January 2010's SK Flavor of the Month - The Talisman
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Our first book of the year is the Stephen King/Peter Straub collaboration The Talisman.
I've put off reading this book for years. I LOVE both guys solo work and am afraid that the two together will disappoint. Though I do think they have complimentary styles. Both are at their best when they are writing about a large cast of characters and both excel at detailing their characters hum-drum domestic issues in order to make the more fantastic elements believable.
At any rate, I have to enjoy it more than the godawful last book I read: L. Ron Hubbard's (yes, that L. Ron Hubbard) Fear. What a stinker that was.
Does anybody know about what their methodology was, if there's any way besides sheer deduction to know which belongs to whom? Have either or both of them ever written or talked about this subject?
And another question I want to toss out there: Is the place known as "The Territories" in this book related to/the same as the alternative/parallel/other place in the Dark Tower series (of which I've read only the first, and found that to be quite confusing)?
ETA: my second, hopefully not too terribly uneducated, question.
I was gonna mention that in my earlier post. For the most part, the whole first chapter reads like Peter Straub to me. I've always thought Straub is, technically at least, a better writer than Stephen King. I say he's more literary, but then I may not be using 'literary' properly.
Subconsciously I'll probably read the entire book thinking 'King wrote that bit', 'Straub did that', but I'm going to try and just pretend they sat side-by-side in front of a typewriter and banged the whole thing out together.
I also wanted to say that the name 'Jack Sawyer' is such a perfect one. It's not a quirky name that will distract the reader, but 'Jack' is a name so heavily wrapped up in fairy stories (I'm blanking on it now, but I remember a science fiction writer wrote book linking the various 'Jacks' together). Sawyer of course makes me think of Tom Sawyer, America and 'lighting out for the territories' (which is also sort of the name of the first section of The Talisman).
But anyway, back on topic, I just started the book yesterday (it's a hefty one) and although I've read it once before I've forgotten most of it. Except of course for the Sunlight Home chapter. Can't wait to get to that part to see if it's as bad as I remember it being...
Jack has traveled to the Territories, peeked in on the queen and phonied up some tears.
The book is fantastically written, but so far is a pretty straight up fantasy. Not really my thing (which is also why I don't love The Dark Tower or Clive Barker's novels). Not that I would quit reading it, but I don't think I will be anxiously awaiting Black House to pop up as a flavor of the month.
A couple of devices I've noticed, for the first time, that he seems to like a lot:
The simple but deep companion/guide (Tom Cullen, Wolf) and the wise, other-worldly, elderly African American guide (Dick Halloran, Mother Abagail, Speedy Parker).
For whatever it's worth.
I'm not a big fantasy fan either, maybe that's why this book stirs no memories at all.
I'm noticing I much prefer Jack in our world to the Territories.
The Territories is just too straight-up fantasy. I have to give credit, it is very good fantasy. I appreciate all the little details like how their money works or their religious views (God pounds his nails), but I still enjoy it more when Jack is dodging monsters in the good old US of A.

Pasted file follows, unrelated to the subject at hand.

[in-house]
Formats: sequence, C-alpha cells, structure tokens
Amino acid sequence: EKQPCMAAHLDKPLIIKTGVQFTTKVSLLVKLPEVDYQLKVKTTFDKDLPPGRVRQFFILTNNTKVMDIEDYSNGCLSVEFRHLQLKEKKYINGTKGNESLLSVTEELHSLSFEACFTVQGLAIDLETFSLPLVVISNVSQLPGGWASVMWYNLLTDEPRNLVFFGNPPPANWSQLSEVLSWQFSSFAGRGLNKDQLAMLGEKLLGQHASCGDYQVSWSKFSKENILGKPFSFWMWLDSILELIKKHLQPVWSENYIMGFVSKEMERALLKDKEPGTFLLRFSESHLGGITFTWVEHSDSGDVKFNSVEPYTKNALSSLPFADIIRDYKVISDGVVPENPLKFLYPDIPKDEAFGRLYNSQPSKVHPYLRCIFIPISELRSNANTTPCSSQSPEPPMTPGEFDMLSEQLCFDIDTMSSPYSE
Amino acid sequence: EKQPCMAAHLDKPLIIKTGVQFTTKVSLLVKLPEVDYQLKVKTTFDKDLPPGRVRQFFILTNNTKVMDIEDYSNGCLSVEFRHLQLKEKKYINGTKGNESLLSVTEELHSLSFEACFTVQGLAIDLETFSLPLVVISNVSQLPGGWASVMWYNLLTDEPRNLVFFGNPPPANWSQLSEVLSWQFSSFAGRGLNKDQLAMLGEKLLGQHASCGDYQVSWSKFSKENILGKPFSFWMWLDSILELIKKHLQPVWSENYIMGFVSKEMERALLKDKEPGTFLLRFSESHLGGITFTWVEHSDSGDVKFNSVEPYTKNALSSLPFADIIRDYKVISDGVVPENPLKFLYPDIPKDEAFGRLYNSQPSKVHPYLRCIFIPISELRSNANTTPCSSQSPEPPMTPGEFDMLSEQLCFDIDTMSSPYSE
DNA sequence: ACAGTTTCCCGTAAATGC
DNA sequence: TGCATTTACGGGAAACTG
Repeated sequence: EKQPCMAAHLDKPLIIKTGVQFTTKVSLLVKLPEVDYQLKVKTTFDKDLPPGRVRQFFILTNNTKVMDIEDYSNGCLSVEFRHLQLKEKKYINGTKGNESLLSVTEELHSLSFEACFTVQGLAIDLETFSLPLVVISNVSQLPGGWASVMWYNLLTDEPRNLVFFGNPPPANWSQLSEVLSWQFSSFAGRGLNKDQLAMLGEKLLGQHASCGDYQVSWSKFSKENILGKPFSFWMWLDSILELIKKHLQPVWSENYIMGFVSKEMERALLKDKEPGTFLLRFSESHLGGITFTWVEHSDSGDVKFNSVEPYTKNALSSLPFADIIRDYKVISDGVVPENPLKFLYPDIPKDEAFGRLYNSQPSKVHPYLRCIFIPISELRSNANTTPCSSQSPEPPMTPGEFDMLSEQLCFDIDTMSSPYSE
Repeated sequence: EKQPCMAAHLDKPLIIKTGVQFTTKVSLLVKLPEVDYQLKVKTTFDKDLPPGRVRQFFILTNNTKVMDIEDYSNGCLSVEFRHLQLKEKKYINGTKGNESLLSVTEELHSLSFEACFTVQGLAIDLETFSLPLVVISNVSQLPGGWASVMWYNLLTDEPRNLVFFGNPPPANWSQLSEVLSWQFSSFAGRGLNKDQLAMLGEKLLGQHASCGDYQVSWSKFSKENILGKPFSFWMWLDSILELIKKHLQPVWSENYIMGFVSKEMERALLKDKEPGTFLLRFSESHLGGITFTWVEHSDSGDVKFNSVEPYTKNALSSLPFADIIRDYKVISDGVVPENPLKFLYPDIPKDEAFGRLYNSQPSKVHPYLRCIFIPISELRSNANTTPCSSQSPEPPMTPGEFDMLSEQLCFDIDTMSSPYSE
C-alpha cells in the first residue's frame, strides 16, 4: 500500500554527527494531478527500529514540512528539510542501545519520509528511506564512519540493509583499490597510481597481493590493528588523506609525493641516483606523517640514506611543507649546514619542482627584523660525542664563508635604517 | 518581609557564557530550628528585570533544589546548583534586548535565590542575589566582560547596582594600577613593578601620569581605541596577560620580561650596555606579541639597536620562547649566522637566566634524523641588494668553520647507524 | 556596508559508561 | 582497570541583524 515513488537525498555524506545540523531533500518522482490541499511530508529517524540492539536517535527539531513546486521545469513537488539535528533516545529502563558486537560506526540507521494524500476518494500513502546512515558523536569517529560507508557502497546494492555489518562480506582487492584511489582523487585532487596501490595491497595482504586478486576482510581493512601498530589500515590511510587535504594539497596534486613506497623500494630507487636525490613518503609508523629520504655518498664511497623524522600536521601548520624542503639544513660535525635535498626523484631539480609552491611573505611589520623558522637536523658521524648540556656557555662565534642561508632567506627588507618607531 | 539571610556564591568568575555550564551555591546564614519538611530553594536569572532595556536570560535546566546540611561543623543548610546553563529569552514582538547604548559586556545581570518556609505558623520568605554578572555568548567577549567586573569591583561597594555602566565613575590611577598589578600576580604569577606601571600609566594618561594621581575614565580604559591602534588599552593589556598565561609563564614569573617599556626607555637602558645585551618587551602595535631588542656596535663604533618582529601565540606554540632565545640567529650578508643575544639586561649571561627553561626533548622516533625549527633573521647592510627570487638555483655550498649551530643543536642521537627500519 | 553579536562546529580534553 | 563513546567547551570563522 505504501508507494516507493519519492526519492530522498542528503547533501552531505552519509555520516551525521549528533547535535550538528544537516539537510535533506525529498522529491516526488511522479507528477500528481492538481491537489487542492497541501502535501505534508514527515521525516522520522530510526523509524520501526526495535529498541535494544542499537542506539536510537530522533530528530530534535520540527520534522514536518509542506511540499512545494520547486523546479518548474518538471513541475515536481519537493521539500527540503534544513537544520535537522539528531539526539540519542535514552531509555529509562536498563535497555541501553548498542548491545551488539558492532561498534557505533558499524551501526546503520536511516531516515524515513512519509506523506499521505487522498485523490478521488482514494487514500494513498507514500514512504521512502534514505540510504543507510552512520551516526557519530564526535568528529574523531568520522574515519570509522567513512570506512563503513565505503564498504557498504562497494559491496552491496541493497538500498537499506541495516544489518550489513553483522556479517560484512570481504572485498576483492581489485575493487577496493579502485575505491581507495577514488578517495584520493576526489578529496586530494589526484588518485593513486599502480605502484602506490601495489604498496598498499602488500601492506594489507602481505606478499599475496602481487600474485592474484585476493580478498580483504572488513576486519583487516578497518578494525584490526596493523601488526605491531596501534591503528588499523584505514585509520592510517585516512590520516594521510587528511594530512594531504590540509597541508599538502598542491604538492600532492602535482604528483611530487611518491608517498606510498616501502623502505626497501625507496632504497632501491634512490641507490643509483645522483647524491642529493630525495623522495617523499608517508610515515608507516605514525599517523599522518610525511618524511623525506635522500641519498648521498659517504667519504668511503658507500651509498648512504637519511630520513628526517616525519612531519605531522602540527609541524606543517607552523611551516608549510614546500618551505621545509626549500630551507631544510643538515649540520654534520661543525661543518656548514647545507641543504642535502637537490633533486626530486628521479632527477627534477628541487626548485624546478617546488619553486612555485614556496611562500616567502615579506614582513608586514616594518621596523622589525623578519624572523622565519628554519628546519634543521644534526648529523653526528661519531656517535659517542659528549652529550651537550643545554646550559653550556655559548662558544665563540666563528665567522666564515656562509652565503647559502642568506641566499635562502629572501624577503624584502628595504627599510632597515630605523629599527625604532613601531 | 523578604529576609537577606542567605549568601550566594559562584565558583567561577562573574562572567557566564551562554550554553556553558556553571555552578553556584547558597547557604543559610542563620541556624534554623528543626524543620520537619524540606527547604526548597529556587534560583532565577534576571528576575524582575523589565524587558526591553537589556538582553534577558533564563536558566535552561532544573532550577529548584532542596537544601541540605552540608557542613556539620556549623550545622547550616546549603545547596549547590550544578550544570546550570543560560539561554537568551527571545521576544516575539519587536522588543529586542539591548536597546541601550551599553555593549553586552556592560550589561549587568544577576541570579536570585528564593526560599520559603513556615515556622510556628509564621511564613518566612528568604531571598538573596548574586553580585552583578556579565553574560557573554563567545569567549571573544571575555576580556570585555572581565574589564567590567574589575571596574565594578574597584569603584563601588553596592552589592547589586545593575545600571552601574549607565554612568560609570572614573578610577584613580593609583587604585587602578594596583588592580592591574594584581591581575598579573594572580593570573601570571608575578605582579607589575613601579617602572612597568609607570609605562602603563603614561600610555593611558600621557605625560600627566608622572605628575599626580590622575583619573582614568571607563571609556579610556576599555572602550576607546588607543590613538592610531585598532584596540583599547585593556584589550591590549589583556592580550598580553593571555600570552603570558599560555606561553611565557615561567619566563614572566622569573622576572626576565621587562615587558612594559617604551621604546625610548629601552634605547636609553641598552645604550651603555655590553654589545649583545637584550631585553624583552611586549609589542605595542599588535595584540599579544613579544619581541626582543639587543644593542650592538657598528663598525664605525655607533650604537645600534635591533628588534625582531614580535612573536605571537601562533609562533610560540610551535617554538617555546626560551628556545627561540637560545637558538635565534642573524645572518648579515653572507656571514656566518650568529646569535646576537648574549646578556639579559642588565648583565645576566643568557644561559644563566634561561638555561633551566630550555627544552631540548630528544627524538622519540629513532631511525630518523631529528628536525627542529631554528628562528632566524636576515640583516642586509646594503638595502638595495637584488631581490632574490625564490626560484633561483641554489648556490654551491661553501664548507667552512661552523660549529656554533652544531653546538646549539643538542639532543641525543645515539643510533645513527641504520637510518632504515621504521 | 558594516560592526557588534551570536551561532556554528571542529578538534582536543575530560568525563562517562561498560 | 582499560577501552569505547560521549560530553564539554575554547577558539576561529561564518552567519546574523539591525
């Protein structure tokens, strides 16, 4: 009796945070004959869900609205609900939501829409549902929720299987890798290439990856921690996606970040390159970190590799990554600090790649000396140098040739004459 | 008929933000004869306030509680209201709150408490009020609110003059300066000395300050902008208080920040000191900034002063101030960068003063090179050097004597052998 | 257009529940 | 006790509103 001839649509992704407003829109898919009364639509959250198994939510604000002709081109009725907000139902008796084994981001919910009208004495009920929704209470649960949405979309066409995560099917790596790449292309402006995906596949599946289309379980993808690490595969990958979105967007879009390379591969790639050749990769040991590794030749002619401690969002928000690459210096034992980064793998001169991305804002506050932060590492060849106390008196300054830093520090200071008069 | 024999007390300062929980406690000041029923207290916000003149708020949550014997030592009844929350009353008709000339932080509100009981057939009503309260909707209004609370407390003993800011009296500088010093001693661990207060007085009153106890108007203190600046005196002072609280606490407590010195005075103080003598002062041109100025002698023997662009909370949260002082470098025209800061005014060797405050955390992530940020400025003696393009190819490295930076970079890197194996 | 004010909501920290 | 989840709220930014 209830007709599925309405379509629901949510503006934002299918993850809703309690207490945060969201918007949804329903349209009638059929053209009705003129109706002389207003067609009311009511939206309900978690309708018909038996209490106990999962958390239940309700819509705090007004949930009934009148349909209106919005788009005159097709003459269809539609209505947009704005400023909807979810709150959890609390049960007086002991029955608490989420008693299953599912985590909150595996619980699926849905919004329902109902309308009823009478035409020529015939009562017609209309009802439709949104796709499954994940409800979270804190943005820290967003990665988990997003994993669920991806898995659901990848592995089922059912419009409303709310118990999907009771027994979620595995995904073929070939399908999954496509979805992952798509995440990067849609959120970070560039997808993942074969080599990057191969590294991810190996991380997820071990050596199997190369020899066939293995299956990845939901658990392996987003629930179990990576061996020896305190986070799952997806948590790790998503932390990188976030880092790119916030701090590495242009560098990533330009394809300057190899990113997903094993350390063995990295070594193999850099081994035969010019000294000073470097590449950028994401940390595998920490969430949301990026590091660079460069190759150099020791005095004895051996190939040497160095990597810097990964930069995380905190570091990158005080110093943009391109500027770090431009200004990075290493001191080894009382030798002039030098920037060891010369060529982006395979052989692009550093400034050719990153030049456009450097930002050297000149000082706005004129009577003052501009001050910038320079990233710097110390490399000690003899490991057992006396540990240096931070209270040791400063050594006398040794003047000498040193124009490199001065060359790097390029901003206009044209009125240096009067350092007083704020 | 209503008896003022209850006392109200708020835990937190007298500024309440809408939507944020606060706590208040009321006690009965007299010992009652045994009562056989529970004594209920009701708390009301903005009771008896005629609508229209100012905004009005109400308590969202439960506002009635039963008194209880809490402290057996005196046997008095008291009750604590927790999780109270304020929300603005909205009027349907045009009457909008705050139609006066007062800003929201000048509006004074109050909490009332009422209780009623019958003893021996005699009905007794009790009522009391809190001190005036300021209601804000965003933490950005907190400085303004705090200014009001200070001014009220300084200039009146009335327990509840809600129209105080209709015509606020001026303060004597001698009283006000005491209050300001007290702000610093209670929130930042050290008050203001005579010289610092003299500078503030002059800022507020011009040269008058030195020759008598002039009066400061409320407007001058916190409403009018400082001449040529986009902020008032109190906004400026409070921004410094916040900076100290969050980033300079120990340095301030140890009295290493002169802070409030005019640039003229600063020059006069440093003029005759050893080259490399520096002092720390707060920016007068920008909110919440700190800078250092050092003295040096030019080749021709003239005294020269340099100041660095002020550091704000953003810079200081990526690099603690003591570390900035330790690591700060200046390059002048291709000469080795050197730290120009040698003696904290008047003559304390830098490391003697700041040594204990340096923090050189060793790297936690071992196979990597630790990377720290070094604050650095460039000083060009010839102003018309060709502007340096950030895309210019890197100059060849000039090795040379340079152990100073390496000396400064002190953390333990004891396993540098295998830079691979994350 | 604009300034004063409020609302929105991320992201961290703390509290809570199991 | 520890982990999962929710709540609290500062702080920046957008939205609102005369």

Jack and Wolf were just arrested in Indiana and are being sent to the Sunlight Garden Home.
I do like the book, but I keep wondering why fabulously wealthy Jack didn't just buy himself a bus ticket to California? I know he had to leave quickly and all, but the extra two hours spent on arranging a bus or plane ticket would have shaved weeks off of his trip. I wish they'd had Speedy whip-up some reason that he had to make the journey by the sweat of his brow or something.
I believe that making the journey under arduous conditions, with only the clothes on his back and the contents of his small pack, is part of what makes it a quest, a hero's journey. Presumably, Odysseus could have hightailed it back in a much more straightforward manner to Ithaca, but then there wouldn't have been an odyssey...
Right, right. I understand thematically why the book happens the way it does. I'm just surprised that King and Straub didn't offer any in story rationalization of why Jack is behaving that way.
Like I said, they could have just had Speedy spout some Mother Abigale mumbo-jumbo about Jack "needin' to head out with jus' the clothe on yo' back" and there would be no problem.
It's like when you are watching a scary movie and the heroine decides to walk up the unlit stairs to investigate that noise. Now, as a veiwer you know that it has to happen to set up a scary situation, but you still ask yourself 'What is she, stupid?' and if the movie makes characters act in unbelievable ways enough times you will decide it is a bad movie.
I picked it up again and have read up to Jack and Richard discovering the train.
You know, I've already stated that fantasy isn't my preferred genre, but in general The Talisman is kind of bugging me. I feel like the authors are letting themselves get away with stuff they never would have in one of their solo books.
I already mentioned that it just seemed a little sloppy not to explain why Jack didn't just fly back to California.
But I was also irritated that Sunlight Gardner wound up being a twinner and in cahoots with the bad guy. It just seemed hugely coincidental that Jack wound up at that home.
I remember Stephen King talking about his irritation with the T.V. series Kolchak: The Night Stalker, because Kolchak wouldn't be able to go on a cruise without coincidentally stumbling across a group of Satanists.
To me, Jack's stumbling across the Sunlight Gardner Home was just as wildly coincidental as anything Kolchak stumbled across. This could have been alleviated if it were implied that Jack's actions were being directed (or if it turned out that Sunlight Gardner was just a real prick, but not linked to the Territories), but as it is it feels like this one 12 year old boy is crossing two different countries and repeatedly bumping into the same couple of power players from the Territories.
Lastly, both of these authors are experts at creating believable characters, but aside from Jack the characters here feel pretty flat. And don't even get me started on Richard Sloat. I hate when a character in a horror story repeatedly refuses to accept the facts around him, regardless of the amount of proof provided.
Ah, maybe I'm being too harsh on the book. Anyone have any differing opinions?
Ha! At the rate I'm going right now, I guess you could say I'm hardly reading at all this month either.
The cheese stands alone...